Docs say how they really feel about EHRs

'We spend more time with EHRs than we ever did with the patient with a simple paper chart'
By Frank Irving
10:04 AM
stressed doctor

We've seen the numbers: About 8 in 10 office-based physicians have adopted some type of electronic health record, and about half have an EHR with advanced functionality. But if we dig deeper, how do doctors really feel about these systems?

We posed that question to a handful of physicians from very different backgrounds. As shown in their comments below, docs see a lot of room for improvement in the ways in which they interact with EHRs in the patient care setting.

[See also: Practices buried under MU 'avalanche']

"EHRs are a necessary evil. We can't run from technology, but the reality is there is essentially no effective interoperability platform for practices to share this information. Even more distressing, the value of our time as practicing physicians is clearly minimized in the eyes of vendors and in terms of return on investment. We spend more time with EHRs than we ever did with the patient with a simple paper chart. The EHR does not improve care but over the long run will improve data and accountability. The government's requisites for meaningful use are not relevant to practicing physicians and only serve to create more burdens in the seemingly ever decreasing pool of time left in a day to really practice and speak to patients."

Steven Hacker, MD
Palm Beach, Fla.

[See also: Docs 'stressed and unhappy' about EHRs]

"While not yet perfect in terms of physician workflow, EHR vendors are making strides to design systems that are more intuitive and clinically driven. EHR technology supports the patient-centered medical home, a foundation of primary care. EHRs also enable robust population and chronic disease management, optimal care coordination, continuity and patient-centeredness. This enables physicians to deliver safe, high-quality care for the optimal health of patients, families and communities."

Michael Munger, MD
Overland Park, Kan.

"The most critical interoperability function is the interface of the patient, doctor and EHR. How well does the EHR project visually to the patient at the visit? How easy is it to access graphs of vitals and labs over time and how easy is it to understand for the patient? Does the medication reconciliation, e-prescribing, health maintenance and educational application project well and integrate well in real time at the visit? For the future the EHR has to move from documentation as the primary function and turn into a fantastic teaching tool so one can be proactive and maximize the educational aspects of the EHR. Mine does this exceptionally well; those that don't won't survive in my opinion.”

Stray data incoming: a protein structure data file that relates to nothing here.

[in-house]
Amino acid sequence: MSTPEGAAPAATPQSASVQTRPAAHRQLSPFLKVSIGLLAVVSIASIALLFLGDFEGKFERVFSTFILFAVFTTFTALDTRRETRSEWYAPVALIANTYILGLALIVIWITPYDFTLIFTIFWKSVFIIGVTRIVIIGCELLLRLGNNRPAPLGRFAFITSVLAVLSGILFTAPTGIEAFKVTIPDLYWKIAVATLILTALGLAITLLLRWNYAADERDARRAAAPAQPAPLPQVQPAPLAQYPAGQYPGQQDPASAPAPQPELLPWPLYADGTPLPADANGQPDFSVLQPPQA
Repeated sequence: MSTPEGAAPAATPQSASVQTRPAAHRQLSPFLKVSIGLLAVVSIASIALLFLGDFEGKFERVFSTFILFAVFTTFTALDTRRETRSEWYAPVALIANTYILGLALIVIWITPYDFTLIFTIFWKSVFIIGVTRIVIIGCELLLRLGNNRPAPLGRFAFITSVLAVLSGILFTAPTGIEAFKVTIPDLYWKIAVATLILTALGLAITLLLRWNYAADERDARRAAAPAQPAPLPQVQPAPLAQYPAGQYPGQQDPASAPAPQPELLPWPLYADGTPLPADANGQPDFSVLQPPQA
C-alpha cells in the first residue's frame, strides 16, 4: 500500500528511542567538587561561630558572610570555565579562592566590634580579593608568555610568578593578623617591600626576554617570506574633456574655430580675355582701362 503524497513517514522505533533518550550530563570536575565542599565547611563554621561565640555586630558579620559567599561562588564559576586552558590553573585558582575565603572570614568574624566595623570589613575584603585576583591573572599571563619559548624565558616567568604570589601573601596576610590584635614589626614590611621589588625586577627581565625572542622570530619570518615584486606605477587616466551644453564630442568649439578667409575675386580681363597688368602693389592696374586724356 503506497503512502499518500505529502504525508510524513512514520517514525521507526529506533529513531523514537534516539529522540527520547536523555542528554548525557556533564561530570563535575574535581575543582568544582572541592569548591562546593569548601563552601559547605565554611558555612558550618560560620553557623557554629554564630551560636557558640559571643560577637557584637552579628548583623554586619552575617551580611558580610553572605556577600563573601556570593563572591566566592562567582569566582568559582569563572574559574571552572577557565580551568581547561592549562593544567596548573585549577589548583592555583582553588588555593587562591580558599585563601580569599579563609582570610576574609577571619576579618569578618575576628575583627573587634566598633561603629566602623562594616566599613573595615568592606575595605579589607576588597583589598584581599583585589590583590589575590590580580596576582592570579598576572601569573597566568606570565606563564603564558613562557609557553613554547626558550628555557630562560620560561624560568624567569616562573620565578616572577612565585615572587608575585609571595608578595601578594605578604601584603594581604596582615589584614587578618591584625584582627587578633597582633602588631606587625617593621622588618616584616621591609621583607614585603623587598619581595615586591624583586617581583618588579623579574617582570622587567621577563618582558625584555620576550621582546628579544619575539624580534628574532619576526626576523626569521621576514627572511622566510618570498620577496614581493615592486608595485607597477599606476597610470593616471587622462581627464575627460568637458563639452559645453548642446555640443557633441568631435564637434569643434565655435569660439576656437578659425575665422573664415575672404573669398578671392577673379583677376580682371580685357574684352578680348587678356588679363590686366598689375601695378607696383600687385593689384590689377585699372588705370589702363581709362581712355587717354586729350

James Legan, MD
Great Falls, Mont.

"I am a fan of the EHR edict, but I believe the EHR is mainly a repository for clinical, regulatory and financial data. One doctor in JAMA commented that the EHR is destroying his ability to listen to the patient's story and to do an examination in the way he wants to do it. I don't mean to slam EHRs; we do need them. But there are ways we can work smarter with them to take some burden off doctors and nurses so that their time is spent in patient encounters instead of typing into computers."

Bridget Duffy, MD
Chief Medical Officer, Vocera Communications
San Jose, Calif.

"The doctors I've talked to who are on EHRs — especially EHRs bought for them by hospitals — are telling me their productivity has gone down 20 to 25 percent. Well, guess what their payment is based on? Productivity. Doctors who are running their own practice are saying, 'I can't afford this.' The system needs to be smart enough to know what I've got pending on this patient, what I've got planned, what I need to be doing for preventive healthcare — all that needs to be right in my face before I walk in the door to see the patient. I want to look smart to my patient. I don't want to be the doc who didn't even remember the patient's last labwork. So software providers are going to have to take a different tack. They're going to have to look at task-oriented and mission-oriented types of design to software and workflow because most of the EHRs that are out there now are written by database people, looking at database solutions. That's not the optimal use of EHRs. Doctors are not going to be enthusiastic about this until somebody comes up with a system that increases productivity."

James Palen, MD
Cape Girardeau, Mo.

This article first appeared on Medical Practice Insider.

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